Decisions & Subjectivity
September 10, 2012 7:25 PM   Subscribe

What sorts of things should a person take on faith versus having to make sense of it for themselves?

Perhaps this is part of the graduate school process, but my worldview has changed substantially in the last several years. If there is any one thing that additional education has taught me it is that life is extremely complicated and there is only a finite amount of time to dedicate towards all of our obligations including our hobbies and interests.

I've been told by others that human beings are always in a state of movement and that we are rarely if ever static and not moving. That being said, when I re-read a book or article that I had read previously, or I watch a movie that I had seen years before, I find the meanings to be very different than when I first thought I had an understanding of them.

If our understanding of concepts and life in general changes with time, it would seem wise to not necessarily have an opinion on anything?

The opposite extreme of this is that a person could just say that they don't know and that they haven't thought about a particular topic long enough to have an opinion.

Lately, I find myself questioning whether the beliefs that I have will even remotely look like the ones that I initially formed when thinking about a particular topic. e.g. I find that religion can be a source of inspiration and hope for a lot of people, but I have a hard time with how it divides people into "us" and "them". Will this be the core issue for me ten years from now?

I am doing a horrible job of articulating my question, but I guess, what I am trying to ask is that if we are constantly undergoing change, and going through a particular process, doesn't that make our perceptions and beliefs somewhat biased?
posted by nidora to Religion & Philosophy (19 answers total) 7 users marked this as a favorite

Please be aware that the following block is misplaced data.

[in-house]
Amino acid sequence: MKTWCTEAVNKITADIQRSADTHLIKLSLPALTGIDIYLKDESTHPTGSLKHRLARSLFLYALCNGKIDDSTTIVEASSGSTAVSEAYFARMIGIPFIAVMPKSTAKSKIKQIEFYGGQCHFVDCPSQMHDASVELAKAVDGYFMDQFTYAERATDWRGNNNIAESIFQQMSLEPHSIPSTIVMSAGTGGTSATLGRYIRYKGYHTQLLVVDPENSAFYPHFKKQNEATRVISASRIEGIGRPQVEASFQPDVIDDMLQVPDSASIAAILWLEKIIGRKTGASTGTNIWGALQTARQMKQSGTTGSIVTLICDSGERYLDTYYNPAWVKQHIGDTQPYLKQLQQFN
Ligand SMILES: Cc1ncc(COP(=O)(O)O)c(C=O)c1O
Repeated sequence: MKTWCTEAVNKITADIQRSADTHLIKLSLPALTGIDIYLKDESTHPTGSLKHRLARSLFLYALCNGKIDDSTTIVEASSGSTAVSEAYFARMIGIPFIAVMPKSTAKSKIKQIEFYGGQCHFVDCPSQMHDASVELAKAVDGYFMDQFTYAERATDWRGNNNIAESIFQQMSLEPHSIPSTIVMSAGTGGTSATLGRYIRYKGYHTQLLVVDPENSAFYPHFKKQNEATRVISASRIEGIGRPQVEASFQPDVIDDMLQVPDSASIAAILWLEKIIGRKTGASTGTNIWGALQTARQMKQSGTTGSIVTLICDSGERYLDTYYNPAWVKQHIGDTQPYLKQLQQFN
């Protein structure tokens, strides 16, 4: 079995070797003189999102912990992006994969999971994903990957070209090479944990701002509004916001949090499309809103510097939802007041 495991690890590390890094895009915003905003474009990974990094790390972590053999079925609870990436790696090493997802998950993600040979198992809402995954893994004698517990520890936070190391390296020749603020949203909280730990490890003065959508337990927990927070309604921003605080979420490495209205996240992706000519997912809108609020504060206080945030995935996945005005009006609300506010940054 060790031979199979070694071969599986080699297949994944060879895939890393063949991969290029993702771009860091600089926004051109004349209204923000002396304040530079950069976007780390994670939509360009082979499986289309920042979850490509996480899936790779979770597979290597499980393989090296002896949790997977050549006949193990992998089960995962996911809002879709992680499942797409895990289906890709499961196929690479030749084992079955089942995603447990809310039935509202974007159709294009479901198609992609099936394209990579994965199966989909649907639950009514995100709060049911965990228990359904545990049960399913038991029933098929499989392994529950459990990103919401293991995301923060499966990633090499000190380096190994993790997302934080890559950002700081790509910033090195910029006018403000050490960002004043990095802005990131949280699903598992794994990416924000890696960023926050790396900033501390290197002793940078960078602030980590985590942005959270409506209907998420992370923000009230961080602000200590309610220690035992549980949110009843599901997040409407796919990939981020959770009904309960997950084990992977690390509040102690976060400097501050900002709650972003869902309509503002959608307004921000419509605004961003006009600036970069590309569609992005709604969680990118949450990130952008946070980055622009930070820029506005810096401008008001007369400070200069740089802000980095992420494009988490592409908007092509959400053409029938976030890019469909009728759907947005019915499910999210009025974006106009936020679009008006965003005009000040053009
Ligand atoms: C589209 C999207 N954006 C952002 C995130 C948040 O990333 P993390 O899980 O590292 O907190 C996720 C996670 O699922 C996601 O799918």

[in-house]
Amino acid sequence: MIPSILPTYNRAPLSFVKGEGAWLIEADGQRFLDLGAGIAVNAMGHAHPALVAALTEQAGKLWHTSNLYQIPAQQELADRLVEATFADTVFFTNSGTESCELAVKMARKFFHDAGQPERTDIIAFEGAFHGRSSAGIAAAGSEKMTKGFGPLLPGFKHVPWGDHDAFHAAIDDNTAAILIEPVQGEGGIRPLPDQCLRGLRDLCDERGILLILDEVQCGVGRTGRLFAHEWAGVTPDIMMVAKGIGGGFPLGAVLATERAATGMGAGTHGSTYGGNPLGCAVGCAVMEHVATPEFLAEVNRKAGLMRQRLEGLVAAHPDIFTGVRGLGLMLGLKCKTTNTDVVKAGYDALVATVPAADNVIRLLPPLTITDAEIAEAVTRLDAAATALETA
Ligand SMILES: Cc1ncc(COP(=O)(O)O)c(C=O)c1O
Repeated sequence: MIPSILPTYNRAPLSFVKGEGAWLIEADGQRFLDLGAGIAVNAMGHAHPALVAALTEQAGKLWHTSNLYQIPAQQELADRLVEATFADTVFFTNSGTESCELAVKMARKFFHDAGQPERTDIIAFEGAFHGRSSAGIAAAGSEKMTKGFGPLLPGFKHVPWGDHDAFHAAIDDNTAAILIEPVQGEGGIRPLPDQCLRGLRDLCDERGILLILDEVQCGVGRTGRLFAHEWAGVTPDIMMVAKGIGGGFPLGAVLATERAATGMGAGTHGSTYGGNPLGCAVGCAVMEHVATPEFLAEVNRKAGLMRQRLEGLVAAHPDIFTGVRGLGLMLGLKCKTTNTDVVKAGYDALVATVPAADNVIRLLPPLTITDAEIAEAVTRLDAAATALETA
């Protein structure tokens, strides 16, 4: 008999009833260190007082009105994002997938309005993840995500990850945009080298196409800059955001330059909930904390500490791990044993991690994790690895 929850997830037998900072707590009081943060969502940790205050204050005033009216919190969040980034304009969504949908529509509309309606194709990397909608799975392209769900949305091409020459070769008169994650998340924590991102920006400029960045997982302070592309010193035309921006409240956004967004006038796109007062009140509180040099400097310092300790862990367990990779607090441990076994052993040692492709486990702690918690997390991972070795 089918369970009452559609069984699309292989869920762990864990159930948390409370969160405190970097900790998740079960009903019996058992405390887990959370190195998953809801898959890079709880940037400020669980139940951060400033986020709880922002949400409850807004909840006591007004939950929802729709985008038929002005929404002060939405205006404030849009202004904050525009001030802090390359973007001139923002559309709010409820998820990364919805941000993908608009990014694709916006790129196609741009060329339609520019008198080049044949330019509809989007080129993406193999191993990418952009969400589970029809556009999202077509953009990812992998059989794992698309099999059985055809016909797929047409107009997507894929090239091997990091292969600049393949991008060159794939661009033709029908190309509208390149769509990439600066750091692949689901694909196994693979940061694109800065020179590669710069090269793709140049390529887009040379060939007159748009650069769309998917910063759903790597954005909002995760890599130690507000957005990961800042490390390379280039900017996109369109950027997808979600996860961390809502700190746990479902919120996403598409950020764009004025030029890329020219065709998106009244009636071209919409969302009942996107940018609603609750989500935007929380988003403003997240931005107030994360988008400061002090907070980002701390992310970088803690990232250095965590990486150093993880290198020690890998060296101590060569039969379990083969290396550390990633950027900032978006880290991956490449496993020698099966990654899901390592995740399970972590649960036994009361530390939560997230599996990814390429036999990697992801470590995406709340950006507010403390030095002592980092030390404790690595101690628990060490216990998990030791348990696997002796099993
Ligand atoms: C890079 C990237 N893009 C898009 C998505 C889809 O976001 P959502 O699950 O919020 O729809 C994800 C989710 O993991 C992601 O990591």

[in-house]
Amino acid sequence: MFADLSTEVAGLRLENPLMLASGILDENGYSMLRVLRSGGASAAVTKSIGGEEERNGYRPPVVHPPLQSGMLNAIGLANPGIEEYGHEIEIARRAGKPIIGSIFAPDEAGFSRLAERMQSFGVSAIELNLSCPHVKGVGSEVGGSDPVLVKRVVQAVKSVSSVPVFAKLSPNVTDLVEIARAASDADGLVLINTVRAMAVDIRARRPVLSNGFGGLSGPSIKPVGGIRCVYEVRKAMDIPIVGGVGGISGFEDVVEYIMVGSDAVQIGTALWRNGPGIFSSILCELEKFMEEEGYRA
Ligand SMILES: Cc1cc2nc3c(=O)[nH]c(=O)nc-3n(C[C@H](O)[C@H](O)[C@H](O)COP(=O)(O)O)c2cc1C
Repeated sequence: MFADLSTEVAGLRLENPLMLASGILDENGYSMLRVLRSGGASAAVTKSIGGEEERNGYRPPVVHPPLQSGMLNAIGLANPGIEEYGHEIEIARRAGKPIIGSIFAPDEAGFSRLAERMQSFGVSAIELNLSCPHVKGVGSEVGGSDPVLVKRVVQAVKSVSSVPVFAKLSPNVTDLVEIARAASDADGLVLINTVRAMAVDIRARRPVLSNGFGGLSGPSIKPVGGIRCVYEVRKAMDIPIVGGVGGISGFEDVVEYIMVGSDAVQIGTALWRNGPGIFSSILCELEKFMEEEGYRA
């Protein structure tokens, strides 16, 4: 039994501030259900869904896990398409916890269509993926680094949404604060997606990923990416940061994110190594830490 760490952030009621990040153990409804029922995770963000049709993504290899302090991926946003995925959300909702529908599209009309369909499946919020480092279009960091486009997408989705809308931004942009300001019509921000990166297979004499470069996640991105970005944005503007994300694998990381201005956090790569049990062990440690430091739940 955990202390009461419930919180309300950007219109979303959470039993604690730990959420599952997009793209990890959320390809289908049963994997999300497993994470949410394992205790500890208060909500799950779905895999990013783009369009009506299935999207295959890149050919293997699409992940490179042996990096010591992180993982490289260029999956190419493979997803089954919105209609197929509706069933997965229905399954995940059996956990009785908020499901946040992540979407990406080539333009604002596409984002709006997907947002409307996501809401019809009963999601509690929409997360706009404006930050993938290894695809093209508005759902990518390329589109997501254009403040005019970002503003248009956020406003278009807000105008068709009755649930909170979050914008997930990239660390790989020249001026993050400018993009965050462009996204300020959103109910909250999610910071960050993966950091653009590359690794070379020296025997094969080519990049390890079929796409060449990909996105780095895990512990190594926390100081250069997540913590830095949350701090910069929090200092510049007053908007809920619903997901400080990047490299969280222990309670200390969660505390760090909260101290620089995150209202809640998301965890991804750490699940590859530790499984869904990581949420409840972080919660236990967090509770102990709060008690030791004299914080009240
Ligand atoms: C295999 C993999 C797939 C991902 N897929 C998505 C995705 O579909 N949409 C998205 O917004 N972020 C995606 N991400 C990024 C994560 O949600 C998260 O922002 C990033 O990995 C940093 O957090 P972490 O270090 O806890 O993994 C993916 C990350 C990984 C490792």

This doesn't feel like a solid question, but you might find help figuring out what your question is if you visit the philosophy department of your institution.

Philosophy of mind is the area I think might interest you.

See also: Hegelian Dialectic.
posted by bilabial at 7:36 PM on September 10, 2012

If I understand your question, part of it is related to what philosophers call the ethics of belief: under what conditions ought we to believe something? On that question, check out William Clifford's "The Ethics of Belief," and responses by William James and (much later) Peter van Inwagen.

There's also part of your question that seems to me more broadly to relate to the connection between belief and evidence more generally. I don't have any good recommendations for reading there---usually I'd recommend the Stanford Encyclopedia of Philosophy, but I don't much like its entry on evidence.
posted by voltairemodern at 8:28 PM on September 10, 2012

The dirty little secret is that we're all just making it up as we go along.

You have an opinion. It's reinforced by observable evidence. Then you learn, you grow, you get new info. Maybe your original stance needs modifying. Maybe you need to trash the whole thing and start over. Maybe you were right all along.

Of course we're biased. We're all prejudiced, all clannish, all distrustful of the Other. That's why we keep learning, keep growing, keep incorporating more and more of the reality of the world into our understanding of the world. (Cuz that view of the world you have? Yeah, that ain't reality. Ever. Believe that.)

Does that mean everything is relative? Far from it. It means that there's so much that you can only grab a corner and hang on!

You will never have the answers. So phrase good questions.
posted by BitterOldPunk at 8:32 PM on September 10, 2012 [2 favorites]